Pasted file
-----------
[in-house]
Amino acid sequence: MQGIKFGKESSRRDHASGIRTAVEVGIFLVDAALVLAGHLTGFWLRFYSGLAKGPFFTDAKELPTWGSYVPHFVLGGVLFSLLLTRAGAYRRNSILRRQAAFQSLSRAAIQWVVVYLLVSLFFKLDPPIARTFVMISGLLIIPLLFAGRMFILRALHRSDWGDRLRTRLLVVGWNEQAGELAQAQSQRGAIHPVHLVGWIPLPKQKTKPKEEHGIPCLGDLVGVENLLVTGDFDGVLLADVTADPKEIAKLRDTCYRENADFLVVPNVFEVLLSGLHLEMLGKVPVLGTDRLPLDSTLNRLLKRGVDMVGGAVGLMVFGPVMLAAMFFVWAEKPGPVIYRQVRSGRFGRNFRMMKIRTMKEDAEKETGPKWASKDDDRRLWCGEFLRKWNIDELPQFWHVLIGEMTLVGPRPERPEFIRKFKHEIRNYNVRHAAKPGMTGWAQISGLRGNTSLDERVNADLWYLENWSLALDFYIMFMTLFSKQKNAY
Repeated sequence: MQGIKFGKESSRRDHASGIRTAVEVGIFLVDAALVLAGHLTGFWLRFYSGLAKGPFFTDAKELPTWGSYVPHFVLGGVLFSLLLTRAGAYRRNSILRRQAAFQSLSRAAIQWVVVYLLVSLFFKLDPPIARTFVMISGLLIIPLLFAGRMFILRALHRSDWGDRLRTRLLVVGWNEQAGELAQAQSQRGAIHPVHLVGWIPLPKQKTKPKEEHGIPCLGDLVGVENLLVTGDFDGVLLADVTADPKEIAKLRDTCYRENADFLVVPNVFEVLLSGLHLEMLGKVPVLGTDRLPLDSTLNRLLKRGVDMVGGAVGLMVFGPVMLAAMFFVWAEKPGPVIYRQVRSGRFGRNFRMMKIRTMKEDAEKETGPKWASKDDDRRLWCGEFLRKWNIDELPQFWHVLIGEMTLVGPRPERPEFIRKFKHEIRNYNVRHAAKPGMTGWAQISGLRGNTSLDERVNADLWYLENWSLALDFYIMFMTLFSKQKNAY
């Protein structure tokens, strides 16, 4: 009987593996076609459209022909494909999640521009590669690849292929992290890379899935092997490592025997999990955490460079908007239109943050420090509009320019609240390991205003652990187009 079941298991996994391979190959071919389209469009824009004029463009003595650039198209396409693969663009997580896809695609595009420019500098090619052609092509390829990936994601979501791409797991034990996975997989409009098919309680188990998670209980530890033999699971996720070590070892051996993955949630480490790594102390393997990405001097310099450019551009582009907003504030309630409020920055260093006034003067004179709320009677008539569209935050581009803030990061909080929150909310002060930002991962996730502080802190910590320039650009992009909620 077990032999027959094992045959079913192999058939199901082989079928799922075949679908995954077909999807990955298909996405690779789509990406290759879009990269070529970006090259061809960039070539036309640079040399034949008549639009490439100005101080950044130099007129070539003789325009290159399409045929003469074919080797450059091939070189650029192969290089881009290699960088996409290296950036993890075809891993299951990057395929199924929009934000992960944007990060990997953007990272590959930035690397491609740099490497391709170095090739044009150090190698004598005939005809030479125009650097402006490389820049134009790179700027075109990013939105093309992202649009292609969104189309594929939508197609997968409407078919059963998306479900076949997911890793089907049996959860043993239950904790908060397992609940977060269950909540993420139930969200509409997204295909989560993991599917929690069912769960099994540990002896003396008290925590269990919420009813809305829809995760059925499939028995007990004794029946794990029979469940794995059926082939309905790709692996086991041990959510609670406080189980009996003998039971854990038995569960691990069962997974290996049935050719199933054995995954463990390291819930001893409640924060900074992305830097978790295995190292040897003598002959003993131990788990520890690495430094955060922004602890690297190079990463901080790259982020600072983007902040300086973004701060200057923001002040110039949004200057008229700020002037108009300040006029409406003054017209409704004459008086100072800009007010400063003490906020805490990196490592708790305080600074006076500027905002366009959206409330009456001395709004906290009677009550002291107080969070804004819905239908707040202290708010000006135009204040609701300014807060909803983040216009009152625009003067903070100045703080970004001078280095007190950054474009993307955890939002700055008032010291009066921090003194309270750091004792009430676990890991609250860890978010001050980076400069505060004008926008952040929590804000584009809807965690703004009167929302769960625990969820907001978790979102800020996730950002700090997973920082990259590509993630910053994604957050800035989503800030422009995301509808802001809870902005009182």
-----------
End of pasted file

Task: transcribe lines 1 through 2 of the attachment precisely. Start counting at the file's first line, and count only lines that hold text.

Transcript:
[in-house]
Amino acid sequence: MQGIKFGKESSRRDHASGIRTAVEVGIFLVDAALVLAGHLTGFWLRFYSGLAKGPFFTDAKELPTWGSYVPHFVLGGVLFSLLLTRAGAYRRNSILRRQAAFQSLSRAAIQWVVVYLLVSLFFKLDPPIARTFVMISGLLIIPLLFAGRMFILRALHRSDWGDRLRTRLLVVGWNEQAGELAQAQSQRGAIHPVHLVGWIPLPKQKTKPKEEHGIPCLGDLVGVENLLVTGDFDGVLLADVTADPKEIAKLRDTCYRENADFLVVPNVFEVLLSGLHLEMLGKVPVLGTDRLPLDSTLNRLLKRGVDMVGGAVGLMVFGPVMLAAMFFVWAEKPGPVIYRQVRSGRFGRNFRMMKIRTMKEDAEKETGPKWASKDDDRRLWCGEFLRKWNIDELPQFWHVLIGEMTLVGPRPERPEFIRKFKHEIRNYNVRHAAKPGMTGWAQISGLRGNTSLDERVNADLWYLENWSLALDFYIMFMTLFSKQKNAY